I should mention that there are details such as the class of the shares offered and the rights they come with (such as voting rights), so you really should read all of the fine print if you are going to make the investment.
Formula 1 – Crowd Powered
I could have chosen from a number of platforms for this article, there is certainly no shortage of them. Crowdcube grabbed my attention, however, with an investment call that appealed directly to me, a Formula 1 fan!
Ailing Formula 1 team, Caterham, launched a rewards-based campaign to raise £2,350,00 in order to allow them to race at the final race of the 2014 season in Abu-Dhabi. The world of Formula 1 has always been the realm of the mega-wealthy and uber-famous. Teams are usually financed by people who own super-yachts and football clubs, and sponsorship money drawn from global brands adorn every inch of free space on the cars. Until now.
The campaign was incredibly successful with over 6,000 investors raising a sum of £2,354,389, successfully sending the CaterhamF1 team to race in Abu-Dhabi.
That, for me, is the purest example of the power of crowdfunding. 6,467 people wanted Caterham to race in Abu Dhabi and, through Crowdcube in this instance, they were empowered to rally together and do something about it, rather than hopelessly waiting for a wealthy investor to make a decision about the team they support.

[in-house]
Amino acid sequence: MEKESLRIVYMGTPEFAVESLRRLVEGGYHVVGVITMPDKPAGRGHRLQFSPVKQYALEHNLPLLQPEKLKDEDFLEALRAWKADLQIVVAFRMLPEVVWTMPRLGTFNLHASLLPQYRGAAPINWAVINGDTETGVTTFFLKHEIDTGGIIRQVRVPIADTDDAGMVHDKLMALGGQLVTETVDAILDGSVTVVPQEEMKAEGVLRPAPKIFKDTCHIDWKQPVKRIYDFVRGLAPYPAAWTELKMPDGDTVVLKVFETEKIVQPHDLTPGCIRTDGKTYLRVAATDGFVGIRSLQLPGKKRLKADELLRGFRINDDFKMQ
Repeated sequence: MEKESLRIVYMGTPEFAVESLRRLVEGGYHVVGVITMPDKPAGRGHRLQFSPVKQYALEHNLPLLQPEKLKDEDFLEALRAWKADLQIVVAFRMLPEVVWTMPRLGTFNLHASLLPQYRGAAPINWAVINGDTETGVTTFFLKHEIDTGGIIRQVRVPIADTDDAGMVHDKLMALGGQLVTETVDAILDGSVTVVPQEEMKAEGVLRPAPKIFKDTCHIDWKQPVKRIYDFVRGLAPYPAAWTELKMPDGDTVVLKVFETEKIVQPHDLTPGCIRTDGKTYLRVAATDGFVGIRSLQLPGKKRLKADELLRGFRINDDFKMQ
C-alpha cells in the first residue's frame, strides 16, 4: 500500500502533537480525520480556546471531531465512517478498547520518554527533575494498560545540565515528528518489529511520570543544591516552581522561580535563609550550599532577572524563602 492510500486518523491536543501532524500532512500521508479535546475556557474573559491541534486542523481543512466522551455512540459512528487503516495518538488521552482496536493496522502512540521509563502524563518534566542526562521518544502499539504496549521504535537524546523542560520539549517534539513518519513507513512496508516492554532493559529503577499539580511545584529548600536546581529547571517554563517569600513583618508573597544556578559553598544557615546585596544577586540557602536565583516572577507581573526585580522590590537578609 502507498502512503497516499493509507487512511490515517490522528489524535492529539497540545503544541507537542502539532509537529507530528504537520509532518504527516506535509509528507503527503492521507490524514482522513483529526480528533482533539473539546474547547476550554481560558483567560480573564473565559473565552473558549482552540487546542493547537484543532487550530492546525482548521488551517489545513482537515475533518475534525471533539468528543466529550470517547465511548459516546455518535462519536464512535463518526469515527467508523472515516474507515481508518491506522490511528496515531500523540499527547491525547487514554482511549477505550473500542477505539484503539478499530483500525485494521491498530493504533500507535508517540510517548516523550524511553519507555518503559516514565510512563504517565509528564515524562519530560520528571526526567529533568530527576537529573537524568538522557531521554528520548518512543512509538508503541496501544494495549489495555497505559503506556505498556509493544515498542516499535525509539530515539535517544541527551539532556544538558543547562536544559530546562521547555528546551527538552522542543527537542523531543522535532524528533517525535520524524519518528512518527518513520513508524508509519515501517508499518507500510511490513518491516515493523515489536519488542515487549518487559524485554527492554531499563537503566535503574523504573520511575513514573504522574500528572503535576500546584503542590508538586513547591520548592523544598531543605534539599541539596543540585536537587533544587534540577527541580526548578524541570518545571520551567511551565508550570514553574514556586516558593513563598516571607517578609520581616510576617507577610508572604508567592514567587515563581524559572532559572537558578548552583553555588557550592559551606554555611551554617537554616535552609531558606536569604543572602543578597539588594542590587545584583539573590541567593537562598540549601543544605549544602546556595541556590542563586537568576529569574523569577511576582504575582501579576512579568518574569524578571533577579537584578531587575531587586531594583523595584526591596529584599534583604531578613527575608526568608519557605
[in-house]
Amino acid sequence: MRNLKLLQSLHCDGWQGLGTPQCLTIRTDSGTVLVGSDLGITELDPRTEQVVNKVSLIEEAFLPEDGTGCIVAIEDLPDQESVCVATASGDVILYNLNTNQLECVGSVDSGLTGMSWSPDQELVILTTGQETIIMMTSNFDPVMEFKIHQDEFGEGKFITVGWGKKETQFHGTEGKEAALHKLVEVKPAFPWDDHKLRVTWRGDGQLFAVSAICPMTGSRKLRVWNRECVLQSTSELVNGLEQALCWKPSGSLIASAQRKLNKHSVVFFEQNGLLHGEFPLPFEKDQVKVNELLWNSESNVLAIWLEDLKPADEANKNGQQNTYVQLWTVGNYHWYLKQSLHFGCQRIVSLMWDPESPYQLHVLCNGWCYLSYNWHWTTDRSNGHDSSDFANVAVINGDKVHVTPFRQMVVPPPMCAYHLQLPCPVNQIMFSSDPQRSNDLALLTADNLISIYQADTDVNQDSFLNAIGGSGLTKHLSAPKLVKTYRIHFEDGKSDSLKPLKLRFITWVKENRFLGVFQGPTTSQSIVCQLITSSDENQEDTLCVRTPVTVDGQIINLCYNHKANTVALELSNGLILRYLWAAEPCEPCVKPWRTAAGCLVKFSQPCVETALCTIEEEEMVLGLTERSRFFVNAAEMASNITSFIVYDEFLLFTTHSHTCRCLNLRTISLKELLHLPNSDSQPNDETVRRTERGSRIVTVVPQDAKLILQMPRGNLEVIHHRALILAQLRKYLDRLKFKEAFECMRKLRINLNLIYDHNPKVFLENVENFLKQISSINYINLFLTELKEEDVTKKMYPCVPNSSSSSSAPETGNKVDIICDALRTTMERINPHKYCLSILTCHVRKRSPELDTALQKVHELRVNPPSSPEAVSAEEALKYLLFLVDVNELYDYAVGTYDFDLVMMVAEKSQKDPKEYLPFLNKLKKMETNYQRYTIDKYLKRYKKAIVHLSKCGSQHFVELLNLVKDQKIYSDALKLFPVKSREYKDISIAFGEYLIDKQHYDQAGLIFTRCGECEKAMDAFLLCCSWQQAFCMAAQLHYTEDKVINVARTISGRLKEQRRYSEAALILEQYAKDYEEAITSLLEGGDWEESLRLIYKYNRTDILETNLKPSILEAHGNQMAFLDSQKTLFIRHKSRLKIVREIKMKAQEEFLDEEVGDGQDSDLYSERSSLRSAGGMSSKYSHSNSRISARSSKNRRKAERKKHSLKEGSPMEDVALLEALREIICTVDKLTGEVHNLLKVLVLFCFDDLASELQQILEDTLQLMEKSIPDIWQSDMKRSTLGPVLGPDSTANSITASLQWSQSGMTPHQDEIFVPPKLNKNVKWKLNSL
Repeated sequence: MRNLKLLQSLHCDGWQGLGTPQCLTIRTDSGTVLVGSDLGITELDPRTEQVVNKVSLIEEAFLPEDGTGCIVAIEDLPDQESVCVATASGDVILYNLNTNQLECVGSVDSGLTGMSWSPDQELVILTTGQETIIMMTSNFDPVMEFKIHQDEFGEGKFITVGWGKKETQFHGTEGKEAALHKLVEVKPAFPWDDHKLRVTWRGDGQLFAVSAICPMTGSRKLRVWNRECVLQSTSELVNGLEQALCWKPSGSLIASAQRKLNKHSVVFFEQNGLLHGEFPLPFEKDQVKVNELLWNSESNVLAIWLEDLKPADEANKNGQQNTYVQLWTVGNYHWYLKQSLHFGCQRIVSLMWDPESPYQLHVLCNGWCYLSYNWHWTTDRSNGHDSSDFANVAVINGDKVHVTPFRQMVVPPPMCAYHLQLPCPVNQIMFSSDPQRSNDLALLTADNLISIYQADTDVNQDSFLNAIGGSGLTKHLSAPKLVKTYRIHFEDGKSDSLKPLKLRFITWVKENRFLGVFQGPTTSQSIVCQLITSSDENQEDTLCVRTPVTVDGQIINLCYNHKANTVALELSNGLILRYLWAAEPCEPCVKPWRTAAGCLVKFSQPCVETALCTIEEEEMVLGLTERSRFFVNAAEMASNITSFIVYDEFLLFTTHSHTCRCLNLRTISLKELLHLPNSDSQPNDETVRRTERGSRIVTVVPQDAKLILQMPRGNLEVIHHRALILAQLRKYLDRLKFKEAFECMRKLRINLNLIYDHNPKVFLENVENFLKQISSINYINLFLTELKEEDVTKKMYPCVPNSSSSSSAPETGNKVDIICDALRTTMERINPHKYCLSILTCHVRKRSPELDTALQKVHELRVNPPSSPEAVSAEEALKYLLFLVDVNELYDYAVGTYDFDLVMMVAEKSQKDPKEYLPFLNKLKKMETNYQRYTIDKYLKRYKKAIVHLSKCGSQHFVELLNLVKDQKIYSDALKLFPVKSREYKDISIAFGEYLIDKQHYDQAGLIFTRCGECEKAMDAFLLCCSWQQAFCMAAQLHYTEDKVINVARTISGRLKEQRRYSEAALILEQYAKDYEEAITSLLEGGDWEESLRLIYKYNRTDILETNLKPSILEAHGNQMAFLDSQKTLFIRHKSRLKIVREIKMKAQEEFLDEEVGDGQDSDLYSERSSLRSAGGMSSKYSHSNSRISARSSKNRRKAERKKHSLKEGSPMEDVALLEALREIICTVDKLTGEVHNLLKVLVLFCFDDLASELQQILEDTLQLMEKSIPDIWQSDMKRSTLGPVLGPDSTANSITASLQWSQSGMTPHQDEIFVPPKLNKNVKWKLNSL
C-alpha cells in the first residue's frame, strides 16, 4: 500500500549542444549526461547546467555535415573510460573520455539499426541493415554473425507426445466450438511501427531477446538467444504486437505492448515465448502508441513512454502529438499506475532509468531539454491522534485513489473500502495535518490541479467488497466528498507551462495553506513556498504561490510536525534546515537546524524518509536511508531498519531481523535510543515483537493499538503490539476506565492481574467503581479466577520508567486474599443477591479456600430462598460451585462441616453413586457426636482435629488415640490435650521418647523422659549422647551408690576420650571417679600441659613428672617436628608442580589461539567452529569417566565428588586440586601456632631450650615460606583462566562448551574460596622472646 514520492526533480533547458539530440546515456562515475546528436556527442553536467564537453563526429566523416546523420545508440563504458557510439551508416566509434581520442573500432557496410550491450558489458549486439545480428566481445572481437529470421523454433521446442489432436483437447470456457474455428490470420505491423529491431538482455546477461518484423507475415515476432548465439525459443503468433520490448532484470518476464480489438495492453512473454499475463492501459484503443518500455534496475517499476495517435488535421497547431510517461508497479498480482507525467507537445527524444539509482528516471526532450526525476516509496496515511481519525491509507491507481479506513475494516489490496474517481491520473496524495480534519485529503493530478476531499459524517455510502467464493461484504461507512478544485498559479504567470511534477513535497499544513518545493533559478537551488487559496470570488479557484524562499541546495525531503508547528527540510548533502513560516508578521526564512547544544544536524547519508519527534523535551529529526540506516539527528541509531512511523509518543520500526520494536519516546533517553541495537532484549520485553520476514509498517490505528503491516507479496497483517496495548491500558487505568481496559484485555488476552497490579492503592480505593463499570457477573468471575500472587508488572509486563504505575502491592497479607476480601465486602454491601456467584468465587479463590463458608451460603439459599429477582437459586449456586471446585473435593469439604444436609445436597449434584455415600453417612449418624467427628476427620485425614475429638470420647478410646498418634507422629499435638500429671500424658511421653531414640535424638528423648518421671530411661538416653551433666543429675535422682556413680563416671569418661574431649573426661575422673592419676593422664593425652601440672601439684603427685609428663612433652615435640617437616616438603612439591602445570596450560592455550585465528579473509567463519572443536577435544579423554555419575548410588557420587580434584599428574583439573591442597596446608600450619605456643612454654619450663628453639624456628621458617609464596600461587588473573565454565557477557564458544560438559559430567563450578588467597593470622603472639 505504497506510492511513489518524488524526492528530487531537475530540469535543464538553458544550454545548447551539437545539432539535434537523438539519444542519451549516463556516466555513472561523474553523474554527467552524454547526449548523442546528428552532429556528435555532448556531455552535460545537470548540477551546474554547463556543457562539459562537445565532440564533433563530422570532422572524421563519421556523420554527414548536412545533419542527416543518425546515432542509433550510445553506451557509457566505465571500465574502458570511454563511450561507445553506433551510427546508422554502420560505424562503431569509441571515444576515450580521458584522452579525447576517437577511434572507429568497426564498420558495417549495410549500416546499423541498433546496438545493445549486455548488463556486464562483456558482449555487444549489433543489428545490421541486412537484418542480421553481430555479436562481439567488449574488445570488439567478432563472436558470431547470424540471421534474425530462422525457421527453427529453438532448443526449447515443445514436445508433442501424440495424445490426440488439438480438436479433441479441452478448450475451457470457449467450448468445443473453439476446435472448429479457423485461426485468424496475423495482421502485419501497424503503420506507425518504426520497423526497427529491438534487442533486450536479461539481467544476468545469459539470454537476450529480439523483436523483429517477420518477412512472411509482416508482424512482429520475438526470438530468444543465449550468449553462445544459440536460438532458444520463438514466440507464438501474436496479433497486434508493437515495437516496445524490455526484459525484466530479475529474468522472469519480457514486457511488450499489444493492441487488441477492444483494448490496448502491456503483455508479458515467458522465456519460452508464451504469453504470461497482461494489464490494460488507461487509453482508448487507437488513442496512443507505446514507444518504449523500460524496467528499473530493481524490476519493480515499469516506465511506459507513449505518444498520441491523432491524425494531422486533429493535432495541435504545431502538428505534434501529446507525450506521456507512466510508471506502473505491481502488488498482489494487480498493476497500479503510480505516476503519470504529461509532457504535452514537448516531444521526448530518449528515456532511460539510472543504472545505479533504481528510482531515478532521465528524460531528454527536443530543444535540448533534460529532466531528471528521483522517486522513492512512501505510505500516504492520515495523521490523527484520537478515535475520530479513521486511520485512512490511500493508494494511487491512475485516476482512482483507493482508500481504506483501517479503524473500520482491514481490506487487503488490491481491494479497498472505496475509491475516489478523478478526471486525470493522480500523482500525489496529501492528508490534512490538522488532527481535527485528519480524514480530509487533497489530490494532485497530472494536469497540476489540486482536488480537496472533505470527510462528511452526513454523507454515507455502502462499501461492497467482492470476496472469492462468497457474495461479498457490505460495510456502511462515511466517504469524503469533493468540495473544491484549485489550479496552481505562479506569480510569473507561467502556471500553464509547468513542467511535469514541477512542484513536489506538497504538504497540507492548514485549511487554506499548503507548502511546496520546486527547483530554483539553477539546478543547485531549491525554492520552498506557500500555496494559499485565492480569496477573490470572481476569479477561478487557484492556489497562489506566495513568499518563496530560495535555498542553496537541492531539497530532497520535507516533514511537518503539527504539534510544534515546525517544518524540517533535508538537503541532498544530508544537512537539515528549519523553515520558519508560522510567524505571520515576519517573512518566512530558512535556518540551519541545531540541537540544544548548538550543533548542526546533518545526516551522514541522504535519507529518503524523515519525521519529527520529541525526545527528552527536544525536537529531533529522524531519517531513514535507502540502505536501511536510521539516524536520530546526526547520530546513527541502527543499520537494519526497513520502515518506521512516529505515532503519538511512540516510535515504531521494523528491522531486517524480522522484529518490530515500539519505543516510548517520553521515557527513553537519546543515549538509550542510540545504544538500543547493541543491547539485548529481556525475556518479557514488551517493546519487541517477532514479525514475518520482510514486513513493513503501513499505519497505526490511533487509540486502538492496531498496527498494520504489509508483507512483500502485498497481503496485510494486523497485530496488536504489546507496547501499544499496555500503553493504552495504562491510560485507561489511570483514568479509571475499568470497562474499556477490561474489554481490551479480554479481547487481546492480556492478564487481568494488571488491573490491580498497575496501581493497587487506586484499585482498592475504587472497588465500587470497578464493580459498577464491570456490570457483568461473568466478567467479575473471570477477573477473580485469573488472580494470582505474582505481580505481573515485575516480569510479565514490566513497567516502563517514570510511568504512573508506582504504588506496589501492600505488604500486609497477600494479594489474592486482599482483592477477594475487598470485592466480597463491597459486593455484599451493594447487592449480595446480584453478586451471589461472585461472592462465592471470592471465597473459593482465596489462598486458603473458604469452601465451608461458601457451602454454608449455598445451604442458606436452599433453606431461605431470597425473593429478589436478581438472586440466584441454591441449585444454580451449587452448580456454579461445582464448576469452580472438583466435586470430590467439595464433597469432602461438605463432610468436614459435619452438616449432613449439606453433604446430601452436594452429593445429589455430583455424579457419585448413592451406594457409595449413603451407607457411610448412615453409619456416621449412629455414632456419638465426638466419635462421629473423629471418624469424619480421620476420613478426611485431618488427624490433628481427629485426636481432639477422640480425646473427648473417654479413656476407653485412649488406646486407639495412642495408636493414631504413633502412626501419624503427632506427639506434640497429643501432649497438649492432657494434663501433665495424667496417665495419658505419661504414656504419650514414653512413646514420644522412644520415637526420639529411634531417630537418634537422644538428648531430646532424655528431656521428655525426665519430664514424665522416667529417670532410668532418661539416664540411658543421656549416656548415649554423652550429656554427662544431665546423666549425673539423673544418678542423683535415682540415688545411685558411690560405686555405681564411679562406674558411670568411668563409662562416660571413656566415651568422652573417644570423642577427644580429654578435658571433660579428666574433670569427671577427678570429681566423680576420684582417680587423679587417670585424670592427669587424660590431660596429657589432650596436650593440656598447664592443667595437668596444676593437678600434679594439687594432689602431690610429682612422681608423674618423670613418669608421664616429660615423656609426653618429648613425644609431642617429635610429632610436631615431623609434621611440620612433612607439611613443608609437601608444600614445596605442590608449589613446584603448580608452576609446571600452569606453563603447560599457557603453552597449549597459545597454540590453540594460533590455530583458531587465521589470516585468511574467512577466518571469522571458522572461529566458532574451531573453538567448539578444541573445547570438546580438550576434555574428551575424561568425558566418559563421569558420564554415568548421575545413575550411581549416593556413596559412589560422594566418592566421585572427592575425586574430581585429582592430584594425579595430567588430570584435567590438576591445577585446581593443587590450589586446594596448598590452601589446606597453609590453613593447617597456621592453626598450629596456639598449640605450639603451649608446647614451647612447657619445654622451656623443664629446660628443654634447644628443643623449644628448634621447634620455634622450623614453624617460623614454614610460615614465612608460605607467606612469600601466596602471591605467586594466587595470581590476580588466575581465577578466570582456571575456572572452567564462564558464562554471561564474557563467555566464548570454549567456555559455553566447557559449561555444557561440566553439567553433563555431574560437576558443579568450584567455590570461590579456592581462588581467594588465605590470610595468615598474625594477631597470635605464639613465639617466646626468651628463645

Who knows what this could mean for the future. Will other struggling F1 teams turn to crowdfunding to raise the exorbitant sums necessary to succeed in the sport? Will ardent football fans, dismayed at the decisions of the super-wealthy owner of their club finally have an avenue to do more than simply armchair commentary? It is too early to tell, but I think that is the true excitement of crowdfunding.
I’m not sure I would be able to confine myself to a space this small, but I do think Graham Hill makes a valid point in this TED talk. Every time I move into a new place I am astounded by how much stuff I seem to have gathered!
The eagle-eyed among you will have noticed the subtle change in the title of this post. Collaboration of the Week has miraculously transformed into Collaboration of the Month, what’s up with that?! In all honesty, I was probably a little overambitious when I thought of writing a weekly post about a cool collaborative consumption idea. As it turns out, it didn’t take very long for the weekly schedule to be lost completely and the last Collaboration of the Week was posted months ago! However, collaborative consumption excites me far too much to simply abandon the idea so, with a bit of realistic thinking, it is back as a monthly post. I have already identified a good few months worth of inspiring businesses to highlight so if this is something that interests you keep checking back in. Now, onto this month’s collaboration!
EatWith – You’re Invited
Do you enjoy going out to a restaurant for a meal with friends? How about going over to a friend’s place for dinner and a few drinks? If you’re anything like me (and having an interest in collaborative consumption implies that, in a small way at least, you are) then you are quite fond of both. But, have you ever thought about doing both…at the same time? Combining the relaxed, friendly atmosphere of a dinner party at a mate’s house with the high-quality food and experience of eating out at a restaurant. Well, whether you have thought about it or not, EatWith gives you the chance to do just that.